There exists much speculation as to the birthplace of motion pictures. Many will suggest it was Hollywood. However, one such view which may have been absent from what you’ve read and heard is a very local story. For example, how about none other than Leland Stanford, whose son the esteemed university was named after?
Indeed, then Senator Stanford was at the very center of this.
It seems, the genesis of the issue was an argument. The point of disagreement was surrounding a bet Stanford had with a gentleman named Fred MaCrellish. What was the issue you ask? At issue was whether a galloping horse had at least one hoof touching the ground at all times, or were all four in the air simultaneously?
MaCrellish was of the opinion that at least one hoof maintained contact with the ground at all times. Stanford argued all four were in the air simultaneously.
A renowned photographer named Eadweard Muybridge was summoned by Stanford to conduct an experiment to determine the truth.
Muybridge chose the Stanford Stock Farm for the location. He spared nothing in his effort to flush out the facts.
Twenty-four of the most expensive cameras were placed one after another on a setting of 40 feet in length.
The elaborate experiment took place in 1878. Once completed, it was indeed confirmed that all four hooves were off the ground simultaneously. Stanford had prevailed with his bet. The actual amount of the bet was never confirmed, although rumors were it ranged from $5,000 up to $50,000.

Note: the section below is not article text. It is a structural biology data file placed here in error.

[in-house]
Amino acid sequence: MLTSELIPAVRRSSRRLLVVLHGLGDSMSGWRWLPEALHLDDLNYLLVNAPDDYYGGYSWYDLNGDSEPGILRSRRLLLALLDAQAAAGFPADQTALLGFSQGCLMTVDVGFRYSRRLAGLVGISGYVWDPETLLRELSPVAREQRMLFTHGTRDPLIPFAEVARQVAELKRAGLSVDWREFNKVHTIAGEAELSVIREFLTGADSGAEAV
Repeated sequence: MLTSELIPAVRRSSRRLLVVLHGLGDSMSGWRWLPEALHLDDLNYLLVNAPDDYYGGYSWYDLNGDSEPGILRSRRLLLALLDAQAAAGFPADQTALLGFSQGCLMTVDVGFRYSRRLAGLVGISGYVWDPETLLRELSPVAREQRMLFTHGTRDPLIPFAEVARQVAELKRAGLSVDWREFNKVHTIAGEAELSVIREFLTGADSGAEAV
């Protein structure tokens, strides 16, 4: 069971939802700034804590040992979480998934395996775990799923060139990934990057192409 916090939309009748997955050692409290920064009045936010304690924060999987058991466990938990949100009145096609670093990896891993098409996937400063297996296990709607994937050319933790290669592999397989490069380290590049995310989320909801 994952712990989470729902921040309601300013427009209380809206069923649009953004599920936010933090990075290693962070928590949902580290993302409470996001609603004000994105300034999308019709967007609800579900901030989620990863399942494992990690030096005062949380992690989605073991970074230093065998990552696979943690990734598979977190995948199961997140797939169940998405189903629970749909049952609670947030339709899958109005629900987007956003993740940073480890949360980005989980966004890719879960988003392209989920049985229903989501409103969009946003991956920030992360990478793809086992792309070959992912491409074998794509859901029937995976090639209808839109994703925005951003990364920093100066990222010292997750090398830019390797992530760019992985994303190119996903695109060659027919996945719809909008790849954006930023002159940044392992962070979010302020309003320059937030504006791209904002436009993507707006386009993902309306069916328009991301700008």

More experiments followed over the next several years. They included other animals as well. Eventually, a book called “A Horse in Motion” was published. The book did not get much attention, however the concept of “motion pictures” certainly did.
Out of all this came more experiments along with the invention of a machine called a Zoopraxiscope, which gave motion to pictures.
Over time, the concept of motion pictures evolved into the mutli-billion dollar industry of today.
Yet, the raw birthplace of the concept turns out to be quite local.
Everything else is just history.